ORLANDO -- Dealerships will continue to find that lenders remain unwilling to front as much money toward car loans as they used to, making sales of aftermarket products by the finance and insurance office a challenge.
That's the dim forecast from senior executives from top auto lending institutions who were interviewed this month during the National Automobile Dealers Association convention.
Lenders are "not advancing as much as they did in 2007 and 2008," said Tom Wolfe, president of Wachovia Dealer Services, which in March will be renamed Wells Fargo Dealer Services. "What's gone from auto financing is the exuberance of 2007. It's very rational."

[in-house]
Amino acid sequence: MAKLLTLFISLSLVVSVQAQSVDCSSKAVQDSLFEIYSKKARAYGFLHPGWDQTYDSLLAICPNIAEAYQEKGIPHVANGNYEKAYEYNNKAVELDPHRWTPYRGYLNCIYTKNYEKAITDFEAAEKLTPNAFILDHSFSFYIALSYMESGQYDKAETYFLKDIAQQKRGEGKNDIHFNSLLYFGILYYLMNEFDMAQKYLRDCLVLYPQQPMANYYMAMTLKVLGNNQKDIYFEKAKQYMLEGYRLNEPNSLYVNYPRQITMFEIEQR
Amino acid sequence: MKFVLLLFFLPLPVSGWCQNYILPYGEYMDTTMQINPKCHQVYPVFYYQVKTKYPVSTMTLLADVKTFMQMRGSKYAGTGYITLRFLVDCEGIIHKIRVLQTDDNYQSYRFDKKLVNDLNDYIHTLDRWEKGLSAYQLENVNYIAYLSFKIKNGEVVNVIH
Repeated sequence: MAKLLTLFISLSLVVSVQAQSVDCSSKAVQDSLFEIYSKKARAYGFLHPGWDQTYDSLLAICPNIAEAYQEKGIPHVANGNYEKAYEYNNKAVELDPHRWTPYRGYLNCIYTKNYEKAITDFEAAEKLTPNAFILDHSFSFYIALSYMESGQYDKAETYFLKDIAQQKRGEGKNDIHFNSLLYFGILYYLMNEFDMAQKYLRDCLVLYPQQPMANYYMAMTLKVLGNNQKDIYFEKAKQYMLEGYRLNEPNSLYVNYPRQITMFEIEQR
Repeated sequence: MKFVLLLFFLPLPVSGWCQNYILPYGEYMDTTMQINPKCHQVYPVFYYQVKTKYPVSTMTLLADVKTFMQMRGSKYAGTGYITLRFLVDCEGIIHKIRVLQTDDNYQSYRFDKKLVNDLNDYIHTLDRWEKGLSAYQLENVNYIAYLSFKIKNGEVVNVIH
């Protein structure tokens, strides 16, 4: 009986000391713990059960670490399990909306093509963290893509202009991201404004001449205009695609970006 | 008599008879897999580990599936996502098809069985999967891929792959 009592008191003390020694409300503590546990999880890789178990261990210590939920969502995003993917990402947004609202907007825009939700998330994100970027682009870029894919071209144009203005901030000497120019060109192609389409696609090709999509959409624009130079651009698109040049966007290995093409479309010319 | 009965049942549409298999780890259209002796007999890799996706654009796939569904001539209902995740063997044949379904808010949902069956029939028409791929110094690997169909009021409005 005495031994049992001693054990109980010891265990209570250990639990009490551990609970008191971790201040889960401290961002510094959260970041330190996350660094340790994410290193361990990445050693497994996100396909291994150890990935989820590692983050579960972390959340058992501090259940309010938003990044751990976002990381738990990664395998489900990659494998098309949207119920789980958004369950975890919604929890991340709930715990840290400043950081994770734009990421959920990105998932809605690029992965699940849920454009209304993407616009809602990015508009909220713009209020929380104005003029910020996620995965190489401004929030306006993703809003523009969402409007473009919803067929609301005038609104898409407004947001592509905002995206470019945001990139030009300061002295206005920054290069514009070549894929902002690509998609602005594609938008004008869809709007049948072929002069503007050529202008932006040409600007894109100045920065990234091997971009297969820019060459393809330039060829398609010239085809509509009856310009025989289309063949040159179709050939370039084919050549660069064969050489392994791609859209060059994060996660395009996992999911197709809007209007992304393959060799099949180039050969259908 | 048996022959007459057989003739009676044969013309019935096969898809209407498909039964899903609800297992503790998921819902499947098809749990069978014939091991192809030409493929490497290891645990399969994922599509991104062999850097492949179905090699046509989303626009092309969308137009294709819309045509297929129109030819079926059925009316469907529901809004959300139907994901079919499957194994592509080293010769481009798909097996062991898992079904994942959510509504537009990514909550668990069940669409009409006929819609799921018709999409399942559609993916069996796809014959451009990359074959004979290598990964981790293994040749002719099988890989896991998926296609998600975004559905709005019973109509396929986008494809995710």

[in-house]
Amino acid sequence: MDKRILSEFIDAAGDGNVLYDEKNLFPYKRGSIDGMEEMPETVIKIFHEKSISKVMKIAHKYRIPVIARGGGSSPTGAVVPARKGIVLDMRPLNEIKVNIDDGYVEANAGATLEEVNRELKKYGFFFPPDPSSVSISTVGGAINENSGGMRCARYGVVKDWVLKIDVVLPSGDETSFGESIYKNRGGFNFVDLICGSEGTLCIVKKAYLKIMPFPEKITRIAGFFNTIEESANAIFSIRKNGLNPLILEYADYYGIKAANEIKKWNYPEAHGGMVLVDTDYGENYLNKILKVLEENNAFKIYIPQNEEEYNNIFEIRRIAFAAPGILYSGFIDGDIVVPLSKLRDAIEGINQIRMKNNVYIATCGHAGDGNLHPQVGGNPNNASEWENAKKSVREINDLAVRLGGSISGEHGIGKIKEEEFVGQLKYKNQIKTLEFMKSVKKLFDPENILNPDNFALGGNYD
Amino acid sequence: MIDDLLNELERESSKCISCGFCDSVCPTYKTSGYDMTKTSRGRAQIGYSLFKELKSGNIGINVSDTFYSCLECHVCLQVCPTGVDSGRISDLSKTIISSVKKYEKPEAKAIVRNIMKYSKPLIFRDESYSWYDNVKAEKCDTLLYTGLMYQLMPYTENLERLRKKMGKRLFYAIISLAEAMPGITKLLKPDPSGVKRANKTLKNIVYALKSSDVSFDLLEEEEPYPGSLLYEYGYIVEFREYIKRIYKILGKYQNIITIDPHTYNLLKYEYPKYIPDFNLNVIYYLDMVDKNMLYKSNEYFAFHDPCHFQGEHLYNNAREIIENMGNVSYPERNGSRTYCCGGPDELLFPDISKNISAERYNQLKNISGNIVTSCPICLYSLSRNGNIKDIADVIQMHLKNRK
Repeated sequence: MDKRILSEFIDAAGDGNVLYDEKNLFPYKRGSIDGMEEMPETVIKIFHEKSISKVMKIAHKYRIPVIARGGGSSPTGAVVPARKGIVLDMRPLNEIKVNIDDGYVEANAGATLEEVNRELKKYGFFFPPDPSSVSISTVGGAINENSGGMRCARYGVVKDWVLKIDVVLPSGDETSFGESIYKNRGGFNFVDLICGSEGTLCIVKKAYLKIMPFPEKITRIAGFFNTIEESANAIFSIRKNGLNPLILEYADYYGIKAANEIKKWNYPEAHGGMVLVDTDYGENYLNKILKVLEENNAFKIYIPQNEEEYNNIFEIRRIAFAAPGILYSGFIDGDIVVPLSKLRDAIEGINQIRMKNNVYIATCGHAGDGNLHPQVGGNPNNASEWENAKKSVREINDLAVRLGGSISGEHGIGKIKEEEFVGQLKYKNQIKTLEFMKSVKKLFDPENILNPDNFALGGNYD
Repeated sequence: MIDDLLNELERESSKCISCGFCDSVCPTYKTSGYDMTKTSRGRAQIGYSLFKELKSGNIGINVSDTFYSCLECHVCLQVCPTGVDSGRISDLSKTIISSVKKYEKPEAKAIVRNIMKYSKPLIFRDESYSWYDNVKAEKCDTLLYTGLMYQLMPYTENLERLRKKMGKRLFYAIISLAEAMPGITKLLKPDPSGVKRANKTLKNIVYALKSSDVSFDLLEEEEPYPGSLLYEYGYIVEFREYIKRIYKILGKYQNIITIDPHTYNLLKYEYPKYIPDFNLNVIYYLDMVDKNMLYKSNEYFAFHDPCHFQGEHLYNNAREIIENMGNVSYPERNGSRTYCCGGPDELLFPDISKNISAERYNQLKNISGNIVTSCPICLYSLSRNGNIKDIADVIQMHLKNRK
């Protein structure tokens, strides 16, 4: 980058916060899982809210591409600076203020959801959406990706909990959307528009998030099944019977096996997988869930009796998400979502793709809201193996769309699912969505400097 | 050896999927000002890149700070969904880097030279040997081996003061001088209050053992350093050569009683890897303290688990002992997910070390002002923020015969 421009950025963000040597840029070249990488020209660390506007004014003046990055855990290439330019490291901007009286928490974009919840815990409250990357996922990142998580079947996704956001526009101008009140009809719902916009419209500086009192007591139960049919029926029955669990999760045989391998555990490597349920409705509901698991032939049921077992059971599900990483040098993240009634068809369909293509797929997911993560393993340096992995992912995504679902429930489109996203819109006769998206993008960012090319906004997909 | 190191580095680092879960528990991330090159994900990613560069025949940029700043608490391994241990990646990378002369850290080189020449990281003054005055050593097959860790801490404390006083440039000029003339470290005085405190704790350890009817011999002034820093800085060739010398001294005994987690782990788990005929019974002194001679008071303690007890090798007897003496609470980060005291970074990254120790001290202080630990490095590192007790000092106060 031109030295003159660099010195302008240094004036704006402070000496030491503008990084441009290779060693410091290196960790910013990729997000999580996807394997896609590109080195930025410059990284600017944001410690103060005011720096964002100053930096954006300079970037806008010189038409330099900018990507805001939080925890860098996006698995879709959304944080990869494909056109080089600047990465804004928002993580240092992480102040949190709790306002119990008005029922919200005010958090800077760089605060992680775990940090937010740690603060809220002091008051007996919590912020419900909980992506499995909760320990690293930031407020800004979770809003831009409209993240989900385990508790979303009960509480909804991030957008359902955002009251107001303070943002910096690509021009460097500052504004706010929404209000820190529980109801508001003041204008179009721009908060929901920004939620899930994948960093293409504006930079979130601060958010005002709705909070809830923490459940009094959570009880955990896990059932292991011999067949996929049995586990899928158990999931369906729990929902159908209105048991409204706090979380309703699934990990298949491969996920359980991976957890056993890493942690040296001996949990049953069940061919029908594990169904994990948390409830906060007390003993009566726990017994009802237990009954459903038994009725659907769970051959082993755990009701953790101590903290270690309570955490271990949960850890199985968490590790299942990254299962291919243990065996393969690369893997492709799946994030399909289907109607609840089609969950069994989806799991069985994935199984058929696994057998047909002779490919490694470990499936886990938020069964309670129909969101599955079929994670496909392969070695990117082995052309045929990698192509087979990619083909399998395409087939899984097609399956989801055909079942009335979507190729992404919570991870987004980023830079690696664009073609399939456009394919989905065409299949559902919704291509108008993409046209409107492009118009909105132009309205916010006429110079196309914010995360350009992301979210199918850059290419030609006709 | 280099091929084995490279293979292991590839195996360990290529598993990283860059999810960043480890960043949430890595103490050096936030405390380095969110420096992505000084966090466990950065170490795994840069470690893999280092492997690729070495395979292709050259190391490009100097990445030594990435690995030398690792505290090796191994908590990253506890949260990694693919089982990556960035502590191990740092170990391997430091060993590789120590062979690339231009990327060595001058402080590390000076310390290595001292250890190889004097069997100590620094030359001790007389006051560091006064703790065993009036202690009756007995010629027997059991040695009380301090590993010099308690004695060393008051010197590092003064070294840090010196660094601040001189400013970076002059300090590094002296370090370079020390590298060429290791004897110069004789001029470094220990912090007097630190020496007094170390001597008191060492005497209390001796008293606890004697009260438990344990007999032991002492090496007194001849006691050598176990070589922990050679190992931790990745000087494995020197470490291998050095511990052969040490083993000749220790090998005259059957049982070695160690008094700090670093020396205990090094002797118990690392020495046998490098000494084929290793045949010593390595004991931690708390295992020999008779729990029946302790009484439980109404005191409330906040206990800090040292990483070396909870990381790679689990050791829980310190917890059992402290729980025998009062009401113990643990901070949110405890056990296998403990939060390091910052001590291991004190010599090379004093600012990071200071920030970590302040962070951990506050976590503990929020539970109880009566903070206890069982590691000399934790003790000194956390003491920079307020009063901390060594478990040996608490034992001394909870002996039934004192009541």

The advance rate is the amount lenders are willing to lend toward a car sale. When financial institutions reduce advance rates, they are seeking to get more money up front in case the loan goes bad or is paid off early.
In a default, lenders typically incur the cost of repossessing and reselling the vehicle. When the loan is paid off early, they must refund some of the proceeds from products such as vehicle service contracts.